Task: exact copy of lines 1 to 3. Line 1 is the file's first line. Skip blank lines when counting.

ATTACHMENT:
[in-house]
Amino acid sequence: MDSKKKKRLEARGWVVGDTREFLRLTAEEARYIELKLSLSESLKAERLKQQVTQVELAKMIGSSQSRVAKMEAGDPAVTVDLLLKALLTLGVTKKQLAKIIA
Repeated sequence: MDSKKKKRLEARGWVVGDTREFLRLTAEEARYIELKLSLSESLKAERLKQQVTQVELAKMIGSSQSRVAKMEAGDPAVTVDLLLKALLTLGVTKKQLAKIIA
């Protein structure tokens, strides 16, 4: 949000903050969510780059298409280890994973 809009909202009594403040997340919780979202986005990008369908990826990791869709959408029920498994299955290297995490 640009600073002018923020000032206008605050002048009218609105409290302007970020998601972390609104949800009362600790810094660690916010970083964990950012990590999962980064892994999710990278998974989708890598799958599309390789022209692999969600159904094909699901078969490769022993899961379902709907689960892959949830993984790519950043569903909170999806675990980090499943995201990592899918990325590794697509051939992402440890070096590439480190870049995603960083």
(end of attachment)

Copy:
[in-house]
Amino acid sequence: MDSKKKKRLEARGWVVGDTREFLRLTAEEARYIELKLSLSESLKAERLKQQVTQVELAKMIGSSQSRVAKMEAGDPAVTVDLLLKALLTLGVTKKQLAKIIA
Repeated sequence: MDSKKKKRLEARGWVVGDTREFLRLTAEEARYIELKLSLSESLKAERLKQQVTQVELAKMIGSSQSRVAKMEAGDPAVTVDLLLKALLTLGVTKKQLAKIIA